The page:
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I need woodworking gift ideas!
August 12, 2008 12:44 PM   Subscribe

What nice hand-made gifts can I make as a beginning-to-intermediate woodworker?

Members of my family make very nice handmade gifts on a regular basis, and I've never had the drive to do the same before this year. In the past year I've outfitted a decent garage workshop and become quite familiar with the tools I have. So, this year I want to try my hand at making my own gifts for them this Xmas.

I have some ideas already, bird houses for my 'birder' sister and father, and a zen garden for my wife's uncle, but I'm struggling to come up with other ideas.

The tools I have available are:

- Drill
- Mitre Saw
- Table Saw
- Router w/ Table
- Sander
- Rotary Saw

I have an array of clamps, and hand tools as well. I'm comfortable using all these tools, and I've had some practice with staining and finishing as well.

Bonus points for smaller items that can be easily shipped since the family is somewhat scattered across the country. Links to free plans would also be very much appreciated!
posted by WinnipegDragon to Sports, Hobbies, & Recreation (18 answers total) 7 users marked this as a favorite
 
Clocks, jewelry/momento boxes, picture frames.
posted by availablelight at 12:50 PM on August 12, 2008


Cutting boards or cheese boards in the shape of their favorite whatever. Glue up some different woods in a zebra stripe pattern, rub with mineral oil.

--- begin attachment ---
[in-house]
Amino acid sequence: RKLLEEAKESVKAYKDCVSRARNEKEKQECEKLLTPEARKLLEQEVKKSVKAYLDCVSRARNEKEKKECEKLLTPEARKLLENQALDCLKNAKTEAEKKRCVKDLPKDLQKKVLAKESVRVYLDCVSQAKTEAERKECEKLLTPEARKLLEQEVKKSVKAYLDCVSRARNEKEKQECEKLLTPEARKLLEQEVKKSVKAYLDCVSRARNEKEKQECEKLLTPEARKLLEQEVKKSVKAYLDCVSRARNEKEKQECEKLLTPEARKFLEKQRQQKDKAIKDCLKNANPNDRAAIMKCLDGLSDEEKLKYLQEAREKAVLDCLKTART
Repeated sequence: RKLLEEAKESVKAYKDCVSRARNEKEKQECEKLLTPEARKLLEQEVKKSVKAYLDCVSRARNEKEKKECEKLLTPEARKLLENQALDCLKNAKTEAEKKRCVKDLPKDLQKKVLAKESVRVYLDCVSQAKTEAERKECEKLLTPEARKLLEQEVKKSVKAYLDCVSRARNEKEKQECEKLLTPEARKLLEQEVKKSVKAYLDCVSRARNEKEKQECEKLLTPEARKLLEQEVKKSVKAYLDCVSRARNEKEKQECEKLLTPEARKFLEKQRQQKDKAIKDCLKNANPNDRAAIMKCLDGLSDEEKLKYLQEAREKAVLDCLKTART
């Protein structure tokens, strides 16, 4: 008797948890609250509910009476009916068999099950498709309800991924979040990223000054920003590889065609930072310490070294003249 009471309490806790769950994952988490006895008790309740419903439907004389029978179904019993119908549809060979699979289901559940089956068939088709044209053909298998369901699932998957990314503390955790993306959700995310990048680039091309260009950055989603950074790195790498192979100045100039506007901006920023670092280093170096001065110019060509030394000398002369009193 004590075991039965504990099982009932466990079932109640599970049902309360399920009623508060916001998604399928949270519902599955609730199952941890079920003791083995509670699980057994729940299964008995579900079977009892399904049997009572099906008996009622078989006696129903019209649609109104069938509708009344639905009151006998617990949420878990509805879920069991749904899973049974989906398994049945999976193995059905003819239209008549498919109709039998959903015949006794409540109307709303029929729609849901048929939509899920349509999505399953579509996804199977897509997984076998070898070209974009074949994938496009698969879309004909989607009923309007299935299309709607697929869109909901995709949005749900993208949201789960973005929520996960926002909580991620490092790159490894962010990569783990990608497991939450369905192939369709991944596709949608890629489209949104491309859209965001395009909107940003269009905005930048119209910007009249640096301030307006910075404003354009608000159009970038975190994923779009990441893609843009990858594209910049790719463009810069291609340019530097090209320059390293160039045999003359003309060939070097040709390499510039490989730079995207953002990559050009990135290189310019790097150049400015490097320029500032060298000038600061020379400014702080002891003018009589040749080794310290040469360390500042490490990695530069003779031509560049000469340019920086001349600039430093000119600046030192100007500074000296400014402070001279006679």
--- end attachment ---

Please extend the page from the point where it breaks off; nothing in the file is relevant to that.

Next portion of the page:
posted by fixedgear at 12:54 PM on August 12, 2008


Wooden blocks can make a great gift for kids (and fetch a high price if well-crafted).
posted by Shepherd at 12:58 PM on August 12, 2008


One of those little Puzzle boxes? I like the ones shaped like little animals. It looks crazy complicated to me, but I remember a friend made one in high school shop class, so it must not be too advanced. I suggest looking up books with little gifty box instructions.
posted by purpletangerine at 12:59 PM on August 12, 2008


How do you make clocks? Are there clock mechanisms for home woodworkers?
posted by WinnipegDragon at 12:59 PM on August 12, 2008


WinnipegDragon: yes, they're called "clock movements."
posted by contraption at 1:08 PM on August 12, 2008


Could you make up some bowls? I would love a set of handmade bowls. No that you would make them for *me*, but you know.

Puzzle boxes are cool too.
posted by KAS at 1:08 PM on August 12, 2008


Yes, if you go to Hobby Lobby or the like you can buy clock mechanisms to just put into whatever you want.
posted by fiercecupcake at 1:10 PM on August 12, 2008


Probably don't make generic gifts unless you want to see them in Goodwill at a later date. Custom make things for specific needs. Picture frames can be good if the person has some specific pictures they need framed. Shadow boxes can be decent, shelves, drawer organizers, etc can be useful. Clocks are kind of lame IMHO unless you can make something awesome that the person actually needs.
posted by JJ86 at 1:15 PM on August 12, 2008


I made a fairly simple jewelry box for my mother-in-law, and a humidor for my father-in-law. It wasn't particularly difficult work, just very time consuming. Spending extra time on the finishing goes a long way.
posted by leapfrog at 1:16 PM on August 12, 2008